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The Lloyd’s List Podcast: The implications of unplugging Russia from the global economy

Listen to the latest edition of the Lloyd’s List’s weekly podcast — your free weekly briefing on the stories shaping shipping

Amid the chaos, sanctions and global trade disruption, the long-term implications of Russia’s invasion of Ukraine are starting to become clearer and the conclusions for seaborne trade are inevitably complicated. To help unravel the uncertainties and offer an independent expert eye on what this all means for the global shipping industry, Lloyd’s List has once again gathered its leading analysts to offer expert insights on the forces shaping shipping

 

FOUR weeks in to Russia’s invasion of Ukraine we are starting to see what the long-term implications of this war looks like for trade.

Sanctions by the US and allies on Russia’s financial system have been tightening daily and while there is still a lot not covered by the restrictions, they have already set in motion a backlash against Russian crude from banks, buyers and shippers.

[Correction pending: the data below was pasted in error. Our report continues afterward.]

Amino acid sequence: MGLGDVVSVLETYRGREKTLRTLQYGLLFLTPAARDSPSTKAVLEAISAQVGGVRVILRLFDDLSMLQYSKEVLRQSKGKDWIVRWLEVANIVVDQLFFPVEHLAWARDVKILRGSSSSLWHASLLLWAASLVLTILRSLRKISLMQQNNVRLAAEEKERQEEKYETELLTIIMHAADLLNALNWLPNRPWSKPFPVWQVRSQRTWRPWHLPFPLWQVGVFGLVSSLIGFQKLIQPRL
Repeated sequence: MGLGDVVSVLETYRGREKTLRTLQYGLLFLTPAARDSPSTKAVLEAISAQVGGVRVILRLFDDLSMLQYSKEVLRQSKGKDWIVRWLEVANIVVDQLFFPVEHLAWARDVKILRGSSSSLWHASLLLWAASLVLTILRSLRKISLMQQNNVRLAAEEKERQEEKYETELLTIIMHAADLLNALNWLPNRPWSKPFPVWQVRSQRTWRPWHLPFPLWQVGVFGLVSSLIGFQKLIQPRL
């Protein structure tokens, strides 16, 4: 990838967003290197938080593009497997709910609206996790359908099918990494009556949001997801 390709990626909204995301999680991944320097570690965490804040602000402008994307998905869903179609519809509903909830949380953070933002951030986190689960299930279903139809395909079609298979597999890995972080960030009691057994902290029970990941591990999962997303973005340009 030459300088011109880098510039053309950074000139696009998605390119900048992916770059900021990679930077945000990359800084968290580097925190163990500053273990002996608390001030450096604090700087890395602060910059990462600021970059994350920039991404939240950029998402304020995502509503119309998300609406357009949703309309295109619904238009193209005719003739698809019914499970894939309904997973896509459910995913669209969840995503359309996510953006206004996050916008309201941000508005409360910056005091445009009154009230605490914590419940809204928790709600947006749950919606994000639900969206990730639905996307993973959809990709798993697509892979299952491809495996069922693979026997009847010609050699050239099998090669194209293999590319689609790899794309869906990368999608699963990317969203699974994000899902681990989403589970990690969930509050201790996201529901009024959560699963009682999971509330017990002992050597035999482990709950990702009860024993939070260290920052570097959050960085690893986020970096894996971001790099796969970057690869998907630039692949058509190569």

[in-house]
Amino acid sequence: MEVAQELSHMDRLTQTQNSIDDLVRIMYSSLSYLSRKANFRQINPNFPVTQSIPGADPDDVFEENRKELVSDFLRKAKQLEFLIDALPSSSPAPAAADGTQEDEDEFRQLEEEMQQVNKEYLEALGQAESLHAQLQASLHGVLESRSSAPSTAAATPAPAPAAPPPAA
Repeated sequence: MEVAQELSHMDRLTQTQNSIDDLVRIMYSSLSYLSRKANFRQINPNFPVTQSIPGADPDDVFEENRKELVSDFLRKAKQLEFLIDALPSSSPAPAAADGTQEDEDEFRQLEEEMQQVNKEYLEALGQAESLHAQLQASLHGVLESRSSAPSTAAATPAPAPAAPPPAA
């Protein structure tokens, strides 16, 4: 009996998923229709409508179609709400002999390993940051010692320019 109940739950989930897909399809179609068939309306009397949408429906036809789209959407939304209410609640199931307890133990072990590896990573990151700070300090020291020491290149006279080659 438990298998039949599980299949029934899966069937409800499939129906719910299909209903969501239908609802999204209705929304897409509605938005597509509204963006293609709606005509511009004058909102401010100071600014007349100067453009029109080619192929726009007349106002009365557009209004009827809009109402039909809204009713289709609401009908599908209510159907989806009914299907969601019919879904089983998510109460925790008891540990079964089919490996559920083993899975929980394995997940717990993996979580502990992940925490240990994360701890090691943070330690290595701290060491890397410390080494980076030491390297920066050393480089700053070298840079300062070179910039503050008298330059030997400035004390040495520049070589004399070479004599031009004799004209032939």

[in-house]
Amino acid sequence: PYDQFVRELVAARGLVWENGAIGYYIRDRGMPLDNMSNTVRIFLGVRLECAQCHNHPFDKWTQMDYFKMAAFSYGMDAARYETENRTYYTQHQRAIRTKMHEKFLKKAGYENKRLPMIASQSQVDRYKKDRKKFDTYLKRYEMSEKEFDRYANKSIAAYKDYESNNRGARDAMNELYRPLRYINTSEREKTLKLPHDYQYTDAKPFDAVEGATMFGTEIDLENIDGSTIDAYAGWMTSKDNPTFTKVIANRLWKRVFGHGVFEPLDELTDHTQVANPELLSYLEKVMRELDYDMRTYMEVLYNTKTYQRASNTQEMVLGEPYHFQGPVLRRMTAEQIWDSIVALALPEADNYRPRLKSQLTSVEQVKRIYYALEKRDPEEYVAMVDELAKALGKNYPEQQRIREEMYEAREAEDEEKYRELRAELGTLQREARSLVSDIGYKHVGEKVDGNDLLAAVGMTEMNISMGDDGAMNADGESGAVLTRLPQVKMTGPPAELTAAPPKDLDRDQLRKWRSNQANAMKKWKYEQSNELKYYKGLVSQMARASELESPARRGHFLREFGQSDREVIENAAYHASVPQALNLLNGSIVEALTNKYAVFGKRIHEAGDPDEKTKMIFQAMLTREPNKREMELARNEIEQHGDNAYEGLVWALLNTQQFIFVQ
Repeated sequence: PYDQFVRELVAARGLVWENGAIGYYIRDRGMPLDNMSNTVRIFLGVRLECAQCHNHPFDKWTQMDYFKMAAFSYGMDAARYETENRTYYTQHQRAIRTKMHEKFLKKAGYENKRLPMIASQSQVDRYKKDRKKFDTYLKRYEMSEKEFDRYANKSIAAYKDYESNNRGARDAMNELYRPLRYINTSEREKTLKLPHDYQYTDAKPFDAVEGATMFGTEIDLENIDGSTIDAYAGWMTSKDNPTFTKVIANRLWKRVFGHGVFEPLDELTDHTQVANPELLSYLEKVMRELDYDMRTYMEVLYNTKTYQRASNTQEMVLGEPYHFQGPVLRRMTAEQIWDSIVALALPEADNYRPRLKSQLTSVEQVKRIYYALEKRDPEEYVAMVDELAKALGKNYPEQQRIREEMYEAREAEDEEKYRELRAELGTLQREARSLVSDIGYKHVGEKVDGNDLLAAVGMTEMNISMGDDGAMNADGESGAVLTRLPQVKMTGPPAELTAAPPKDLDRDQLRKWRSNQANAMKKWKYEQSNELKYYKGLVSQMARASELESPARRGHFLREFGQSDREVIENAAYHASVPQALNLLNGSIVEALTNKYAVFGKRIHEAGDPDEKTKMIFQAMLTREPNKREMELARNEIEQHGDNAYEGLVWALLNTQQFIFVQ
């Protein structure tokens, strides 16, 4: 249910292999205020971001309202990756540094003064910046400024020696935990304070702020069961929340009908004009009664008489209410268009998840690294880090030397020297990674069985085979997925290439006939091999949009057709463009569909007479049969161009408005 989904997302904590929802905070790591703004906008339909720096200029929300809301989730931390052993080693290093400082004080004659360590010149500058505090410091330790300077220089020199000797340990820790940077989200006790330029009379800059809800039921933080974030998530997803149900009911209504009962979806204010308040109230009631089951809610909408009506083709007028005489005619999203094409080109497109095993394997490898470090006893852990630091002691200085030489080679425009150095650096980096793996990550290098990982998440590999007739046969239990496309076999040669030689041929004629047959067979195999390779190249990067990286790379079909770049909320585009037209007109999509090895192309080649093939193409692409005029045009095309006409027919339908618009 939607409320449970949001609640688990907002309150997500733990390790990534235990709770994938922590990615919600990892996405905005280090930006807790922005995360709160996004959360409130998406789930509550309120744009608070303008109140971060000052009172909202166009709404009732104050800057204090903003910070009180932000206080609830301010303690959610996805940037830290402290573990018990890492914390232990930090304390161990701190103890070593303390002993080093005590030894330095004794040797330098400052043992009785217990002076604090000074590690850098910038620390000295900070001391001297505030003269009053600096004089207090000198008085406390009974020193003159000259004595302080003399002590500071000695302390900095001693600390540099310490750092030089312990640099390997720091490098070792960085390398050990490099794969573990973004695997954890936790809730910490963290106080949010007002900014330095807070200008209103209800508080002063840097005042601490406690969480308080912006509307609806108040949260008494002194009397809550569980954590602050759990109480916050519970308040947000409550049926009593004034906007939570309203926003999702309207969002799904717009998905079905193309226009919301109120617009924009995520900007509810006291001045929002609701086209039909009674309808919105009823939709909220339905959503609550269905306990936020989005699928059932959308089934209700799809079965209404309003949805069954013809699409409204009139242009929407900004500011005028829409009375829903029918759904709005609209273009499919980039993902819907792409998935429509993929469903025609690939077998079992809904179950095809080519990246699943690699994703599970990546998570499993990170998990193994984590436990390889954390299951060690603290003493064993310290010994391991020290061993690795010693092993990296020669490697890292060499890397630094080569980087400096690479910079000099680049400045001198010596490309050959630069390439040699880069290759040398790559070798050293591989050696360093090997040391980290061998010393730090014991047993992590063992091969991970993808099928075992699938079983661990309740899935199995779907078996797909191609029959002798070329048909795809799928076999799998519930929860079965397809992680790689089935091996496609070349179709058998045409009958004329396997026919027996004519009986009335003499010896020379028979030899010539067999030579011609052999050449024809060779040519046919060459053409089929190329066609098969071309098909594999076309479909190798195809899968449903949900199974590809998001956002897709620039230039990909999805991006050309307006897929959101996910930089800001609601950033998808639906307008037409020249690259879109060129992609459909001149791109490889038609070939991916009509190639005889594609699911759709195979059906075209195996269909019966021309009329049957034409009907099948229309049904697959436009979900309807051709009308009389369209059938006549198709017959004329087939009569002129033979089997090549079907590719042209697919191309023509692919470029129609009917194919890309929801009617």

So while we can look at the numbers, we also have to be aware that a new factor is now shaping shipping markets: the force of public opinion is directly determining what is and isn’t tradable.

It is now abundantly clear to everyone — unplugging Russia from the world economy is going to result in lasting disruption across all sectors, so for this week’s edition of the podcast I am once again pulling in the collective expertise of Lloyd’s List’s leading analysts to offer their insight into how the markets are holding up in the face of war.

The key areas of concern are of course the two fundamental “Fs” of commodity markets: food and fuels.

It is not just the headline concerns about oil and gas we should be worried about, the Russian Federation and Ukraine are global players in agrifood markets.

Together, the countries represent 53% of global trade in sunflower oil and seeds, and 27% of global trade in wheat. Russia is also a key global supplier of chemical products — including fertilisers, as well as metals and wood products.

And on Lloyd’s List Intelligence we have been verifying all maritime links to Russian-affiliated entities to ensure that subscribers are able to screen counterparties and verify compliance.

You can find out more by following the links at the top of Lloydslist.com 

Speaking on the podcast this week:

  • •          Michele Wiese Bockmann, Lloyd’s List Markets Editor

  • •          James Baker, Lloyd’s List Containers Editor

  • •          David Osler, Lloyd’s List Law and Insurance Editor,

  • •          Nidaa Bakhsh, Lloyd’s List Senior Reporter

  • •          Bridget Diakun, Lloyd’s List Data Reporter

 

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